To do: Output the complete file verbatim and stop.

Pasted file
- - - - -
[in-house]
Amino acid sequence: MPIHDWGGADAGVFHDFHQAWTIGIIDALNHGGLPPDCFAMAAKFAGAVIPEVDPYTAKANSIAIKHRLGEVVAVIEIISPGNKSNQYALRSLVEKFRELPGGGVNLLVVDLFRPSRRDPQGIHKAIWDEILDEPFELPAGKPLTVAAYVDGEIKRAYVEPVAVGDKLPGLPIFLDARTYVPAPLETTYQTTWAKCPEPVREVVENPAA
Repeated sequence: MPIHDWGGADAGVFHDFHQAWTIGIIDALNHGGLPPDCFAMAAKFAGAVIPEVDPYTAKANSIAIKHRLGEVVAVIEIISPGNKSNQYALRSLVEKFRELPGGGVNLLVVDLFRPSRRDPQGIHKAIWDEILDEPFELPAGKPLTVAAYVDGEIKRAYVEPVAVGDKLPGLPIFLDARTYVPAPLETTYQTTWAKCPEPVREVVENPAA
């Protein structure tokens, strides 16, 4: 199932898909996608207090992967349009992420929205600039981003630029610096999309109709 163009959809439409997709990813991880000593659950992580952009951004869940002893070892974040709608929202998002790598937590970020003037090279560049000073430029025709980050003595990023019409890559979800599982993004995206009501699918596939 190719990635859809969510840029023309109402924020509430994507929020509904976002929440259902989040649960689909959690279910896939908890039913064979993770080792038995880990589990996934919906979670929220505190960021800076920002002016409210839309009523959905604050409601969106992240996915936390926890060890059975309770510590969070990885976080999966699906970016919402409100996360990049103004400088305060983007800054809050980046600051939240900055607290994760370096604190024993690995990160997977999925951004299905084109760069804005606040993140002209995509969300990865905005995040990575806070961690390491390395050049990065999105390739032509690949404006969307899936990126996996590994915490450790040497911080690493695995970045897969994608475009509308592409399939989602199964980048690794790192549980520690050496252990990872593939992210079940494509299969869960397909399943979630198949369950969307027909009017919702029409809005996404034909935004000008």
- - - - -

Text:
[in-house]
Amino acid sequence: MPIHDWGGADAGVFHDFHQAWTIGIIDALNHGGLPPDCFAMAAKFAGAVIPEVDPYTAKANSIAIKHRLGEVVAVIEIISPGNKSNQYALRSLVEKFRELPGGGVNLLVVDLFRPSRRDPQGIHKAIWDEILDEPFELPAGKPLTVAAYVDGEIKRAYVEPVAVGDKLPGLPIFLDARTYVPAPLETTYQTTWAKCPEPVREVVENPAA
Repeated sequence: MPIHDWGGADAGVFHDFHQAWTIGIIDALNHGGLPPDCFAMAAKFAGAVIPEVDPYTAKANSIAIKHRLGEVVAVIEIISPGNKSNQYALRSLVEKFRELPGGGVNLLVVDLFRPSRRDPQGIHKAIWDEILDEPFELPAGKPLTVAAYVDGEIKRAYVEPVAVGDKLPGLPIFLDARTYVPAPLETTYQTTWAKCPEPVREVVENPAA
């Protein structure tokens, strides 16, 4: 199932898909996608207090992967349009992420929205600039981003630029610096999309109709 163009959809439409997709990813991880000593659950992580952009951004869940002893070892974040709608929202998002790598937590970020003037090279560049000073430029025709980050003595990023019409890559979800599982993004995206009501699918596939 190719990635859809969510840029023309109402924020509430994507929020509904976002929440259902989040649960689909959690279910896939908890039913064979993770080792038995880990589990996934919906979670929220505190960021800076920002002016409210839309009523959905604050409601969106992240996915936390926890060890059975309770510590969070990885976080999966699906970016919402409100996360990049103004400088305060983007800054809050980046600051939240900055607290994760370096604190024993690995990160997977999925951004299905084109760069804005606040993140002209995509969300990865905005995040990575806070961690390491390395050049990065999105390739032509690949404006969307899936990126996996590994915490450790040497911080690493695995970045897969994608475009509308592409399939989602199964980048690794790192549980520690050496252990990872593939992210079940494509299969869960397909399943979630198949369950969307027909009017919702029409809005996404034909935004000008």